No one can create bits — little repeating jokes threaded through raucous storytelling — like the comedian Eddie Izzard. His paralyzingly funny special Dress to Kill has more of these than you could count; one underrated bit goes as follows: "When we were kids, we lied our heads off! 'I didn't do it! I was dead at the time! I was on the moon! With Steve!'"
There's an art and a craft to creating excuses, whether they're funny or sneaky or utterly sincere. Now one philosopher at England's Cambridge University is starting to figure out why. The very short version, according to Paulina Swiva, is this: "A successful excuse needs to make plausible that your intention really was morally adequate, but something beyond your control prevented you from translating it into action."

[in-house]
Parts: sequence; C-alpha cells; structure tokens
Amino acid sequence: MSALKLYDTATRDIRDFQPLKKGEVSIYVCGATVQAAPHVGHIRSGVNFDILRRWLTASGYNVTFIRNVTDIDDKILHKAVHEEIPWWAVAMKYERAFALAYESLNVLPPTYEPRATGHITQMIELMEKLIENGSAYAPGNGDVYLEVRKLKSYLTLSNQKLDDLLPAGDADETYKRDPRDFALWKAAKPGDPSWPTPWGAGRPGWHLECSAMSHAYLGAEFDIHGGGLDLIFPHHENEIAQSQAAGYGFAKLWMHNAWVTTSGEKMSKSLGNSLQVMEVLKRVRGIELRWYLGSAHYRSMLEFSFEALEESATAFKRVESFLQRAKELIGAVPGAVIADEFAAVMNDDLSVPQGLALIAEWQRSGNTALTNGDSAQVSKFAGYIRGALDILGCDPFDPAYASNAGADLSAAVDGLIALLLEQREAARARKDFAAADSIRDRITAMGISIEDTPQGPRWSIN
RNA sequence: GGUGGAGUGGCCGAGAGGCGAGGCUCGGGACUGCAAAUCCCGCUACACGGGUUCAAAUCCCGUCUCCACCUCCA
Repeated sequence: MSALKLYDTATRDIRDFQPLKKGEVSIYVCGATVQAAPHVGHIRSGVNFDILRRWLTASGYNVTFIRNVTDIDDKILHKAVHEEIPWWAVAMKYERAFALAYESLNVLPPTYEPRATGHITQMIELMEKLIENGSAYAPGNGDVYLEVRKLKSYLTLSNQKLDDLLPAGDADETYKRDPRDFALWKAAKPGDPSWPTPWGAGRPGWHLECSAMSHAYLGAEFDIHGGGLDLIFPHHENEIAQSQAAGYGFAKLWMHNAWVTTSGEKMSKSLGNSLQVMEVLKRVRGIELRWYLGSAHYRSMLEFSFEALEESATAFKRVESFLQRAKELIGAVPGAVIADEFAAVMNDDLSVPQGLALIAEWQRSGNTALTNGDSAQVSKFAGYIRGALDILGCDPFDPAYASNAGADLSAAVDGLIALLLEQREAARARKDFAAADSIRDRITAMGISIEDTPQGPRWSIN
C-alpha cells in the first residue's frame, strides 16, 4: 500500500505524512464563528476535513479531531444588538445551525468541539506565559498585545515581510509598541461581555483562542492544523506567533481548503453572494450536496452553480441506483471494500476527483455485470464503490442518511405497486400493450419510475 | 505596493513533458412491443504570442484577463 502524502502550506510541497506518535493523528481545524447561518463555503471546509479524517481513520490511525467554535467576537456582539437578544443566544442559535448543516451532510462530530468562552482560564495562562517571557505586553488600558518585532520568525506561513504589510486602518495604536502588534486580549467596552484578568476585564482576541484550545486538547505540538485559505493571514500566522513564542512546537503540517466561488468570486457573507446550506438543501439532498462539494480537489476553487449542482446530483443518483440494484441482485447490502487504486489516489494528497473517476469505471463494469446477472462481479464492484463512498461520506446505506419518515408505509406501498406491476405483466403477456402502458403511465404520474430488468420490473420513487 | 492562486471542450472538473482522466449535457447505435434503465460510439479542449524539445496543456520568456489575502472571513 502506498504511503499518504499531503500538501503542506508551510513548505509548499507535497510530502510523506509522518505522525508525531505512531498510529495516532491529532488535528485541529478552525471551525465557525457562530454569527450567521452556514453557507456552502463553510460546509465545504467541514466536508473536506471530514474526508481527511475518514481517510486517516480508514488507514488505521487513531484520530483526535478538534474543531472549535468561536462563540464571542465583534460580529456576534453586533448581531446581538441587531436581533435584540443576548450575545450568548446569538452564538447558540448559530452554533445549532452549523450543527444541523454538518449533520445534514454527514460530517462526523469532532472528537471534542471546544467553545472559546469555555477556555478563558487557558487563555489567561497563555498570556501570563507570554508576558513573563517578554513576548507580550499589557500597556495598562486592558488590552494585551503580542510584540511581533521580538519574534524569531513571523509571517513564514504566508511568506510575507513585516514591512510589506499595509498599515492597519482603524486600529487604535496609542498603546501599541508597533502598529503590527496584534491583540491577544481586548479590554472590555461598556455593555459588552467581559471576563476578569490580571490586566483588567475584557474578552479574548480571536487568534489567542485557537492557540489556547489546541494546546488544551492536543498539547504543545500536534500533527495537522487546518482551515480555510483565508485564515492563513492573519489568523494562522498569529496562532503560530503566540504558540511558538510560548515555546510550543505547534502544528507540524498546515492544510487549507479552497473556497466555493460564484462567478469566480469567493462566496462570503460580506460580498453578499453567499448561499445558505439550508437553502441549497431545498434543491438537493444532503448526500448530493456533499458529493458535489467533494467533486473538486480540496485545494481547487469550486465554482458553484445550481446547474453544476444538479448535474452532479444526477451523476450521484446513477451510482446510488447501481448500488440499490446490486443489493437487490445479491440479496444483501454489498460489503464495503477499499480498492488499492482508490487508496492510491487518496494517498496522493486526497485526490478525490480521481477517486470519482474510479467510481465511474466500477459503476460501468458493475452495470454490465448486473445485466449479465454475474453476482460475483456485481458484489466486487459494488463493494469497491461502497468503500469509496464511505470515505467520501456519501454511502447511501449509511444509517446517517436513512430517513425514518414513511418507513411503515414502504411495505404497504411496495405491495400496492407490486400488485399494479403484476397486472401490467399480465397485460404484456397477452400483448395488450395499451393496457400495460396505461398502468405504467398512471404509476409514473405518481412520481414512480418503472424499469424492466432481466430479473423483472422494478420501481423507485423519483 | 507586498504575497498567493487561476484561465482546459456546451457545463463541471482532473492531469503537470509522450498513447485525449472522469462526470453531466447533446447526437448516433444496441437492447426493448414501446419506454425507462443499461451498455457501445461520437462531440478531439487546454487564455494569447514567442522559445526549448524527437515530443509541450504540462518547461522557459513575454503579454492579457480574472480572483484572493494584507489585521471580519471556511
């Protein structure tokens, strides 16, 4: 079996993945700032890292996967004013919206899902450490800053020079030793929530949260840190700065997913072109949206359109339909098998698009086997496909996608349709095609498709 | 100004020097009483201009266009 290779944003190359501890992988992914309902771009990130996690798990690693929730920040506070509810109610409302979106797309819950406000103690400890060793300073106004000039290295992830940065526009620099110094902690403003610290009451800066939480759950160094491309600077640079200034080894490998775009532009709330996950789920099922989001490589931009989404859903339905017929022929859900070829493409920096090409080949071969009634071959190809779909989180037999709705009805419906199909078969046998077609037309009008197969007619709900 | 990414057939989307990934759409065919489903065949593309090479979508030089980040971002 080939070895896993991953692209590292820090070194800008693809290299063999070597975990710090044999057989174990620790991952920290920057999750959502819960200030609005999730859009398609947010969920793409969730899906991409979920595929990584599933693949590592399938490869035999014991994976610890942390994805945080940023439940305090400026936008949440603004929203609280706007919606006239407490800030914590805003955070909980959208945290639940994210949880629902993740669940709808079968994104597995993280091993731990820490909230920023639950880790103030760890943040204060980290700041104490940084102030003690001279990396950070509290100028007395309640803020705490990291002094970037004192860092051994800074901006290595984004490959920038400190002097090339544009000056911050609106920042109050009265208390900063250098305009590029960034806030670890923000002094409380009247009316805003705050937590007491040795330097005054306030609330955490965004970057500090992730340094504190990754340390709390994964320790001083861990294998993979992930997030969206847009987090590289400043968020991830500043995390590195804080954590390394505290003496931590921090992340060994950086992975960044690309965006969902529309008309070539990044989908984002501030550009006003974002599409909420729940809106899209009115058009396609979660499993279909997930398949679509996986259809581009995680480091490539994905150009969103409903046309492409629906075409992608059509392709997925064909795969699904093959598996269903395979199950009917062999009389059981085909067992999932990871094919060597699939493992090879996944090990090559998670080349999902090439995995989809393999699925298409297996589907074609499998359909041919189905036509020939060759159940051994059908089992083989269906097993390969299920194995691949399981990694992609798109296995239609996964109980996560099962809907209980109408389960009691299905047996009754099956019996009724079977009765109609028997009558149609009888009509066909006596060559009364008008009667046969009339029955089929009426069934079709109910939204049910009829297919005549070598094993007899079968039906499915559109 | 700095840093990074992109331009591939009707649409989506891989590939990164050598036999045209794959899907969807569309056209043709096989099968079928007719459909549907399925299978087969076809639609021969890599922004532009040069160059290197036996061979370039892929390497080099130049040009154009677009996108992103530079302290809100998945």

In essence, an excuse is most excusable when your intentions were good, even if your actions or their results aren't. You really meant well when you tried to fix the copier yourself or set your friend up with that lonely newcomer, but somewhere along the way, things got out of hand. There's a line between this behavior and what's more inexcusable, of course: Ethicists have created lists of self-justifications to watch out for. But most of all, it's what you do after your screw-up that counts.